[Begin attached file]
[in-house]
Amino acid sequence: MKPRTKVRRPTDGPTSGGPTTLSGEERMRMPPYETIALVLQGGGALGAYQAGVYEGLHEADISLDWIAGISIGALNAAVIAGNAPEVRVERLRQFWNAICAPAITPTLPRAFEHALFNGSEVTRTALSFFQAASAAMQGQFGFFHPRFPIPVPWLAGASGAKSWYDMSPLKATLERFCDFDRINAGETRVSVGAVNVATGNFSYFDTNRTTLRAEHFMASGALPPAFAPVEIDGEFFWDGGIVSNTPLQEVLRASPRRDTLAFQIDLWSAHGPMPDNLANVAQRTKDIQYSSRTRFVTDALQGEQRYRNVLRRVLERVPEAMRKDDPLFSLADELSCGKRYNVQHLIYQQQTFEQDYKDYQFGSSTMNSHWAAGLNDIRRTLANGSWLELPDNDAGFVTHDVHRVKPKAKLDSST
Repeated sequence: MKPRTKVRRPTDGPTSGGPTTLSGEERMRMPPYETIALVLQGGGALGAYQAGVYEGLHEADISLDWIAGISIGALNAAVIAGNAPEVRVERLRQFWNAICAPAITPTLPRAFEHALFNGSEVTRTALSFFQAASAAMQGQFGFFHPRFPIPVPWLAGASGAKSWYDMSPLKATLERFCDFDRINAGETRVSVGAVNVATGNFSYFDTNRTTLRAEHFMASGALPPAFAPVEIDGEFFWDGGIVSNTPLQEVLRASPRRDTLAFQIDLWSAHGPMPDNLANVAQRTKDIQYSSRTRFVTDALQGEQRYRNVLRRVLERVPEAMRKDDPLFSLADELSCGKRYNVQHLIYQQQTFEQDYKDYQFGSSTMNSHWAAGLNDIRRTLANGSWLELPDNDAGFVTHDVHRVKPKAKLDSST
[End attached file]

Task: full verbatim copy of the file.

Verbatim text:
[in-house]
Amino acid sequence: MKPRTKVRRPTDGPTSGGPTTLSGEERMRMPPYETIALVLQGGGALGAYQAGVYEGLHEADISLDWIAGISIGALNAAVIAGNAPEVRVERLRQFWNAICAPAITPTLPRAFEHALFNGSEVTRTALSFFQAASAAMQGQFGFFHPRFPIPVPWLAGASGAKSWYDMSPLKATLERFCDFDRINAGETRVSVGAVNVATGNFSYFDTNRTTLRAEHFMASGALPPAFAPVEIDGEFFWDGGIVSNTPLQEVLRASPRRDTLAFQIDLWSAHGPMPDNLANVAQRTKDIQYSSRTRFVTDALQGEQRYRNVLRRVLERVPEAMRKDDPLFSLADELSCGKRYNVQHLIYQQQTFEQDYKDYQFGSSTMNSHWAAGLNDIRRTLANGSWLELPDNDAGFVTHDVHRVKPKAKLDSST
Repeated sequence: MKPRTKVRRPTDGPTSGGPTTLSGEERMRMPPYETIALVLQGGGALGAYQAGVYEGLHEADISLDWIAGISIGALNAAVIAGNAPEVRVERLRQFWNAICAPAITPTLPRAFEHALFNGSEVTRTALSFFQAASAAMQGQFGFFHPRFPIPVPWLAGASGAKSWYDMSPLKATLERFCDFDRINAGETRVSVGAVNVATGNFSYFDTNRTTLRAEHFMASGALPPAFAPVEIDGEFFWDGGIVSNTPLQEVLRASPRRDTLAFQIDLWSAHGPMPDNLANVAQRTKDIQYSSRTRFVTDALQGEQRYRNVLRRVLERVPEAMRKDDPLFSLADELSCGKRYNVQHLIYQQQTFEQDYKDYQFGSSTMNSHWAAGLNDIRRTLANGSWLELPDNDAGFVTHDVHRVKPKAKLDSST